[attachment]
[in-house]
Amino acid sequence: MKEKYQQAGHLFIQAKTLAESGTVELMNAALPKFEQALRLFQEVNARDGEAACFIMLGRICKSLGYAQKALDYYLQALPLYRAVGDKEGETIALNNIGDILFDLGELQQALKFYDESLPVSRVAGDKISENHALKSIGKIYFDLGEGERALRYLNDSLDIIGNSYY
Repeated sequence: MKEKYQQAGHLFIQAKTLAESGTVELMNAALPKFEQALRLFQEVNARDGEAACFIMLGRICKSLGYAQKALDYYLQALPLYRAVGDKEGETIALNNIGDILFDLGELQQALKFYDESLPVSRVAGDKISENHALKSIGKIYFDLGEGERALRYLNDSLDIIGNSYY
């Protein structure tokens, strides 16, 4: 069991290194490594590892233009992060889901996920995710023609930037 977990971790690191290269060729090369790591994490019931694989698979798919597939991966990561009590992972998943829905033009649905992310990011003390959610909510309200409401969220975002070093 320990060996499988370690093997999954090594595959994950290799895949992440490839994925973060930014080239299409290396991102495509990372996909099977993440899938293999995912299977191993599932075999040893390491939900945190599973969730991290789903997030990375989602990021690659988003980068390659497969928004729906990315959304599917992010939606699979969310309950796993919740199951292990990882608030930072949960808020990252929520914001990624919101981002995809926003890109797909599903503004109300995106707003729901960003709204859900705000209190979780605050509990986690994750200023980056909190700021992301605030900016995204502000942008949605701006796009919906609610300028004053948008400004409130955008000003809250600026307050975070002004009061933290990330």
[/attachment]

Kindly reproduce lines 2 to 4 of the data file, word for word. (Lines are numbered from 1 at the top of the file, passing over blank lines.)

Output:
Amino acid sequence: MKEKYQQAGHLFIQAKTLAESGTVELMNAALPKFEQALRLFQEVNARDGEAACFIMLGRICKSLGYAQKALDYYLQALPLYRAVGDKEGETIALNNIGDILFDLGELQQALKFYDESLPVSRVAGDKISENHALKSIGKIYFDLGEGERALRYLNDSLDIIGNSYY
Repeated sequence: MKEKYQQAGHLFIQAKTLAESGTVELMNAALPKFEQALRLFQEVNARDGEAACFIMLGRICKSLGYAQKALDYYLQALPLYRAVGDKEGETIALNNIGDILFDLGELQQALKFYDESLPVSRVAGDKISENHALKSIGKIYFDLGEGERALRYLNDSLDIIGNSYY
């Protein structure tokens, strides 16, 4: 069991290194490594590892233009992060889901996920995710023609930037 977990971790690191290269060729090369790591994490019931694989698979798919597939991966990561009590992972998943829905033009649905992310990011003390959610909510309200409401969220975002070093 320990060996499988370690093997999954090594595959994950290799895949992440490839994925973060930014080239299409290396991102495509990372996909099977993440899938293999995912299977191993599932075999040893390491939900945190599973969730991290789903997030990375989602990021690659988003980068390659497969928004729906990315959304599917992010939606699979969310309950796993919740199951292990990882608030930072949960808020990252929520914001990624919101981002995809926003890109797909599903503004109300995106707003729901960003709204859900705000209190979780605050509990986690994750200023980056909190700021992301605030900016995204502000942008949605701006796009919906609610300028004053948008400004409130955008000003809250600026307050975070002004009061933290990330």